Most of my vinyl purchases this year have been at Siren Records with a few online exceptions. Still trying to stay true to the indie store.
Siren Records, Doylestown, PA:
One Last Wish
Originally released: 11.86
So much poetry on that front cover.
One half of One Last Wish ultimately became Fugazi (Brendan Canty, Guy Picciotto) who led the independent movement in an all-out battle against commercialism and venues that shunned all-ages shows. One Last Wish lasted six shows before they broke up, leaving behind this very quick to the point and perfect collection of songs that provides a perfect model for post-hardcore.
The first few bass notes of "Hide" sort of alight on the guitar noise and rapidity of drum hits and the effect is magnetic. "Break To Broken" is probably the most straight-ahead punk-ish moment on the LP, but the best moments revel in melody with songs like "Friendship Is Far" and "Three Unkind Silences."
The Besnard Lakes
The Besnard Lakes Are The Dark Horse
The Besnard Lakes have released one of the best albums of the year or, at the very least, one of my favorites of the year.
Now a fan, I happened to find their earlier album, The Besnard Lakes Are The Dark Horse, on vinyl and figured I’d pick it up. I haven’t had much of an opportunity to absorb this one, though, as no digital download was made available. Their brand of psychedelic mellow is rendered in such a meticulous and delicate manner, crafting huge moments out of hints of string play or incidental guitar sounds. I just love what they do.
In The Future (2 LP)
And while I’m on a Jagjaguwar kick, I wanted to own Black Mountain’s In The Future as well, an album that unfortunately took up a spot on the backburner for a little while.
After reviewing the less ponderous and more straightforward Wilderness Heart, and really liking it, this is another band that’s taken occupancy in the fan column. The song “Wucan” is amazing and by itself enough of a psych masterpiece to justify purchase. It’s the type of song that’s noticeably absent in Wilderness Heart, though the album’s energy compensates for its lack of meditation.
Yasmina, A Black Woman
Yes To Jazz
I actually had to do a little research to get information on this specific version of Archie Shepp’s Yasmina, A Black Woman. This copy was released in Portugal through the Yes To Jazz label, which may no longer exist as details regarding the label are thin.
Yasmina, A Black Woman is a mostly avant-garde release, though the inclusion of the standard, “Body And Soul,” means its rooted in bop tradition as well. The music was recorded in Paris on August 12th, 1969. “Yasmina” takes up side A at about twenty minutes and Shepp is backed up by players from the Art Ensemble of Chicago. It’s a wonderfully performed and vivacious piece of music, though the free jazz/avant onslaught isn’t always so easy to digest. Music to my ears isn’t always music to others as I typically equate the loud and raucous absence of construct with the frustration of the era. The jazz guys probably had the turbulence of the 60s better summarized than the hippies did.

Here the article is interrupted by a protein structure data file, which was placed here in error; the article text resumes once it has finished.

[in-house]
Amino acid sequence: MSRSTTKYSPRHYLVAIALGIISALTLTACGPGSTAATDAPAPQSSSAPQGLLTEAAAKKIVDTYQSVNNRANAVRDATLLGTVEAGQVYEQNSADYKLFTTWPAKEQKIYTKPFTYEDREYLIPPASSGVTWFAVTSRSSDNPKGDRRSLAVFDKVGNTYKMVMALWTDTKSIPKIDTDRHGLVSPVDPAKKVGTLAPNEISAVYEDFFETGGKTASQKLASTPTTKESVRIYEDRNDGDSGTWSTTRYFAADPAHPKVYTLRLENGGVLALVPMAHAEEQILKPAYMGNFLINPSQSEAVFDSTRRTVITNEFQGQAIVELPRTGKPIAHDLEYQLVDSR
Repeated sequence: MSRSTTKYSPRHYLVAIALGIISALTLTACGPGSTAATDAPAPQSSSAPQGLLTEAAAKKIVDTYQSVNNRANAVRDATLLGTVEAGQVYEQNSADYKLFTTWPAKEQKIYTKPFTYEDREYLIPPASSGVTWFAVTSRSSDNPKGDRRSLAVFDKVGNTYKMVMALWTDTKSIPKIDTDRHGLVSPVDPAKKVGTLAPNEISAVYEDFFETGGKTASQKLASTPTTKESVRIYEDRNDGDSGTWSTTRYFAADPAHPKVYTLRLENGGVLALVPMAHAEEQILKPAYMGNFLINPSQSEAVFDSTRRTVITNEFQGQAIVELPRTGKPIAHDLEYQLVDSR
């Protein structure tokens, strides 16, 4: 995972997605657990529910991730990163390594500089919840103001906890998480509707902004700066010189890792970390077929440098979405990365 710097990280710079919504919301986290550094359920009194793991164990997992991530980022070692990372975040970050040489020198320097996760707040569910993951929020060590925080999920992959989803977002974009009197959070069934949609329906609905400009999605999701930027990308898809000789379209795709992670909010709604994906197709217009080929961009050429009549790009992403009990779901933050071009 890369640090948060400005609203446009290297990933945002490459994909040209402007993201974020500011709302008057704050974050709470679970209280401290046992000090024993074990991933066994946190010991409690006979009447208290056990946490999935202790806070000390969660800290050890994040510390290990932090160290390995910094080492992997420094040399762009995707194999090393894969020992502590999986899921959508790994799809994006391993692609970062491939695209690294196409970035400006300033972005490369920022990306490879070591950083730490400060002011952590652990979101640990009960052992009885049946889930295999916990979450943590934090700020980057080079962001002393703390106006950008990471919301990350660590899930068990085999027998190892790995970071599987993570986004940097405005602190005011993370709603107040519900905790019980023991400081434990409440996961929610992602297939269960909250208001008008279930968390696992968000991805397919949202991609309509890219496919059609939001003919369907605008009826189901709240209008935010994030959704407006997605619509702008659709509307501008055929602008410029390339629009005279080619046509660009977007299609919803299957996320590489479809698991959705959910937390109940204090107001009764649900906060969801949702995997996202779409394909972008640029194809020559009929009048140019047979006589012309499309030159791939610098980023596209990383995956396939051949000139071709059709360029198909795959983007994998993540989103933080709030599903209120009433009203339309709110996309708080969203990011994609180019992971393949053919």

The album’s more accessible B-side features “Sonny’s Back” and “Body And Soul,” Shepp switching the free jazz dynamic with a more refined approach. Shepp is accompanied by Hank Mobley for “Sonny’s Back,” and Philly Joe Jones sits behind the drum kit for both the B-side’s offerings.
Oldies.com, Narberth, PA:
Steal Your Face
Another one of the year’s best releases, Steal Your Face wound up the basis for an interview, concert review and album review. I got a lot of mileage out of this one, so it only made sense to buy a copy. The LP was limited to 1,000 copies and Mi Ami’s label, Thrill Jockey, no longer has any available. I found Oldies.com through Amazon, and bought my copy from them for about $18. I didn’t think that was bad seeing as this format is no longer in circulation.
If you’re interested, these links can take you to:
My interview with Mi Ami guitarist/vocalist, Daniel Martin-McCormick
My coverage of Mi Ami’s performance at the Danger Danger Gallery, April 14th
My review of Mi Ami’s Steal Your Face
Ear X-Tacy, Louisville, KY:
American VI: Ain't No Grave
American Recordings/Lost Highway
The final in the series, but not the best.
I think it can be said that, in many cases, Johnny Cash improved the songs he’d chosen for his American Recordings series, and though American VI: Ain’t No Grave is his final act, I sort of wish these recordings had been used differently.
In 2003 after Cash’s death, producer Rick Rubin took what he and Cash had finished and compiled the material for the Unearthed box set. American VI: When The Man Comes Around was a perfect way to close the series, “We’ll Meet Again” a mortally aware testimony from the Man In Black. He dug up his classic “Give My Love To Rose,” he took “Hurt” and made it emotionally overwhelming and his version of Hank Williams’ “I’m So Lonesome I Could Cry” was beautiful. Even a Sting song, “Hung My Head,” was injected with so much lament and suffering that it made your eyes well up like the aftermath of a Visine binge.
Because American VI had so much personal resonance, V and VI seem unnecessary, though I like V better. Ain’t No Grave, though, like anything bearing Cash’s signature, should be considered and appreciated.
Letters From A Tapehead
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